Scientific Proof of Generosity Contributing to Human Happiness

Original article:

By Harry T. Prewitt

Sep 12, 2019

So far, it was known that being generous increases our feeling of happiness and that happiness was supposed to be, in turn, one of the motivations for generosity. However, the mechanism by which the brain activates the areas responsible for both behaviors was unknown.

There can be many examples of philanthropists being generous with their work. The likes of Mark Zuckerberg, Bill Gates, and Mike Bloomberg top the charts. Another fine example is Robert G. Collins, who runs TrustBridge, a non-profit charitable organization that specializes in making charitable contributions far simpler and effective for people around the globe. The NGO employs a different set of contemporary tools and strategies in philanthropy.

Robert’s organization has done incredible work in the USA and around the world, facilitating giving to the needy and suffering. Robert’s vision as a humanitarian and philanthropist has helped TrustBridge have the success it has today. He was formerly a notable figure in the Wall Street, at Goldman Sachs, and he left everything behind to focus on philanthropic pursuits.

Researchers from the Dept. of Psychology at the University of Lubeck, Germany, have conducted an experiment with volunteers who have proposed generous actions. They scrutinized the volunteers’ brain with functional magnetic resonance to see what happened at the neuronal level.

Generosity is common in all cultures. There are numerous experiments that demonstrate that it is a universal trait, independent of socioeconomic status, and a more spontaneous behavior than greed, which requires thinking more.

The link between generosity and happiness has to do with the interaction between two brain areas, the parietal temporal junction, and the ventral striatum.

So far, it was accepted as a more plausible explanation for this relationship between generosity and happiness that, as with behaviors such as sex or eating, the brain provides us with short-term rewards to stimulate long-term behaviors that guarantee our survival.

Humans are social beings. It is more than likely that our ancestors had not survived alone, and generosity enhances social relationships. Even if a generous act has a cost to oneself, or occurs in situations where one’s reputation is not reinforced, or the personal experience of helping another is not relevant.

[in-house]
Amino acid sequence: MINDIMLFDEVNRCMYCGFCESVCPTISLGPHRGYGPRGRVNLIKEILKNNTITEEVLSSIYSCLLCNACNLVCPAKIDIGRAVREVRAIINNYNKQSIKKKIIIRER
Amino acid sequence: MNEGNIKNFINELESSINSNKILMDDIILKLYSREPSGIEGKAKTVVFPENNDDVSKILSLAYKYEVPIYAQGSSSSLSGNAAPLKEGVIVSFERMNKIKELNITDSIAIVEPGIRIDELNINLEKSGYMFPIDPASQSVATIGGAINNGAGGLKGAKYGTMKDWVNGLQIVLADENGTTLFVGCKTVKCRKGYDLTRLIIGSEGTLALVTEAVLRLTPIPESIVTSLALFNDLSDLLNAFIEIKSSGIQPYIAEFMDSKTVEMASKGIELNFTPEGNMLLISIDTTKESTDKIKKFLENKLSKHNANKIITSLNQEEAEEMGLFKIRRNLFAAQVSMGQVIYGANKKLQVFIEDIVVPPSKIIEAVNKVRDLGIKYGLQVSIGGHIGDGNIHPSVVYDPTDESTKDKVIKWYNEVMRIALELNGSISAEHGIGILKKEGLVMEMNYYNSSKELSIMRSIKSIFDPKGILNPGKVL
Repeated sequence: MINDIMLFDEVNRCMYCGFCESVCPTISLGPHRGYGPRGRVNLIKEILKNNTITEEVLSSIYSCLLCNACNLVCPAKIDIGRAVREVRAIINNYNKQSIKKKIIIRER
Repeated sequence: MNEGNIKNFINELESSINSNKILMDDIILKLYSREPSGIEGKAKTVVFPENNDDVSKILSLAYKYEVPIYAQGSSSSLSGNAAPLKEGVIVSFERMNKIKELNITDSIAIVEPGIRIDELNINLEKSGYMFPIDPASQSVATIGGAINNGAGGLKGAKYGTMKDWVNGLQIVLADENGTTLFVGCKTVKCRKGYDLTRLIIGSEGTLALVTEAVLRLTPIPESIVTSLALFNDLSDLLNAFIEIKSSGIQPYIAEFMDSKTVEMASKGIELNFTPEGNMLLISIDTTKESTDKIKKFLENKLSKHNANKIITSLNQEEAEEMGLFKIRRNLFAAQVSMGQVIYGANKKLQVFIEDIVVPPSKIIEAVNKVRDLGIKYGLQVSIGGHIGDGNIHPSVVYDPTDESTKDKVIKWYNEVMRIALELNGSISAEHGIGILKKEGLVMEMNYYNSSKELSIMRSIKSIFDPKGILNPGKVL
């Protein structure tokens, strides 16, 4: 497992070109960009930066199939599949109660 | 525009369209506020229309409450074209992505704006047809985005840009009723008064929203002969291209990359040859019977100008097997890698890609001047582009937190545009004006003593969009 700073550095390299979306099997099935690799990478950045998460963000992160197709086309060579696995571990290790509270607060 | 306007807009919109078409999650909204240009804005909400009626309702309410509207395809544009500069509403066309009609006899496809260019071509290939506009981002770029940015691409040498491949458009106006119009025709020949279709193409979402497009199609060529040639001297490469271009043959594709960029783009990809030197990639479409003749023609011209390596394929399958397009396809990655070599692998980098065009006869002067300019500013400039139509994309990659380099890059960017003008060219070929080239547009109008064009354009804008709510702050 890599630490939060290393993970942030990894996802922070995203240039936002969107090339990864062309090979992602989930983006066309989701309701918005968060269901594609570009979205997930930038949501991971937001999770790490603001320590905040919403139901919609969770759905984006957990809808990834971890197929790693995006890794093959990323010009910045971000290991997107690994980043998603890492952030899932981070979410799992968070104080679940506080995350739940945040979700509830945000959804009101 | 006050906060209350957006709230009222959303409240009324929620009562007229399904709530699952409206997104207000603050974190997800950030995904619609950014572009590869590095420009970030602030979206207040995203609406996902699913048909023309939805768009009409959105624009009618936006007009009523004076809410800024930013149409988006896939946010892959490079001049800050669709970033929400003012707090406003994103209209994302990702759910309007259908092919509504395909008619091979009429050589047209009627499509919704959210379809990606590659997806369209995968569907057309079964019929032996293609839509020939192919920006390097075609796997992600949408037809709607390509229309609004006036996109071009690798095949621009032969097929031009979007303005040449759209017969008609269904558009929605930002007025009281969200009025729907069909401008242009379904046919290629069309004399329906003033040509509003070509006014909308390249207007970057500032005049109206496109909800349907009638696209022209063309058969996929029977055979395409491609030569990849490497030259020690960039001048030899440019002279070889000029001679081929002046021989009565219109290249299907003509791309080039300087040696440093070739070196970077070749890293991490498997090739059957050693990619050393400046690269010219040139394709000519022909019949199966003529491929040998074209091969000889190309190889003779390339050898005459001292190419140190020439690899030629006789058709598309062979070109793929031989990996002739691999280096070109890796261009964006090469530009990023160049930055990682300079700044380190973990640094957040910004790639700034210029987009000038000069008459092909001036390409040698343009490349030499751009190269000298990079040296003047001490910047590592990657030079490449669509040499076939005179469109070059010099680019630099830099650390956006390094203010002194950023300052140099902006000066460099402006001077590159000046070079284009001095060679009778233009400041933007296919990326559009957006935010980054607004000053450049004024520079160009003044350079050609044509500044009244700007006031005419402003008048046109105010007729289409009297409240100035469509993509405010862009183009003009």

To investigate the exact mechanisms by which generosity involves feeling happier, the researchers recruited a team of 50 volunteers who divided into two groups randomly. Everyone is assigned 25 Swiss francs (about 22 euros) weekly for four weeks. Half of them are told that money is for them to spend on themselves, such as going to dinner or buying something. While the other half is asked to use it on other people and express in whom and how they will use it, for example taking a friend to dinner.

Once the four weeks passed, the volunteers had to perform a decision-making task that had nothing to do with the first part of the experiment. While they were doing it, the researchers measured the changes that occurred in the brain using functional magnetic resonance imaging. In this second task, the volunteers had to choose a person they wanted to give a gift (which could not be the same as in the first part of the study).

Then, the scientists presented them with options that they could accept or reject, each of which was a combination of benefit for the chosen person and monetary cost for the volunteer. The magnitude of the costs and benefits ranged from 3 Swiss Francs to 25. All the options presented to the volunteers involved costs, so accepting always entailed some personal sacrifice. In addition, the researchers measured the personal happiness of each volunteer before conducting the experiment — through a questionnaire — and after completing the decision-making process, using the brain scanner. In this way, they could see if there were changes in the levels of happiness.

After comparing the two groups, the researchers observed that those who in the previous experiment had used the money on other people were also the ones who made the most generous decisions in this new experiment. They also showed a greater increase in the feeling of happiness. They saw that the generous decisions activated the varietal temporal union more in the first group — the one that had dedicated the money to the others — than in the second, and modulated the connections between the two areas, the ventral striatum and the parietal temporal union in a different way. “The activity of the striatum during generous decision making is directly involved in the changes of the feeling of happiness,” said the study authors, who highlight the importance of public commitment to encourage generous behavior.

Robert Collins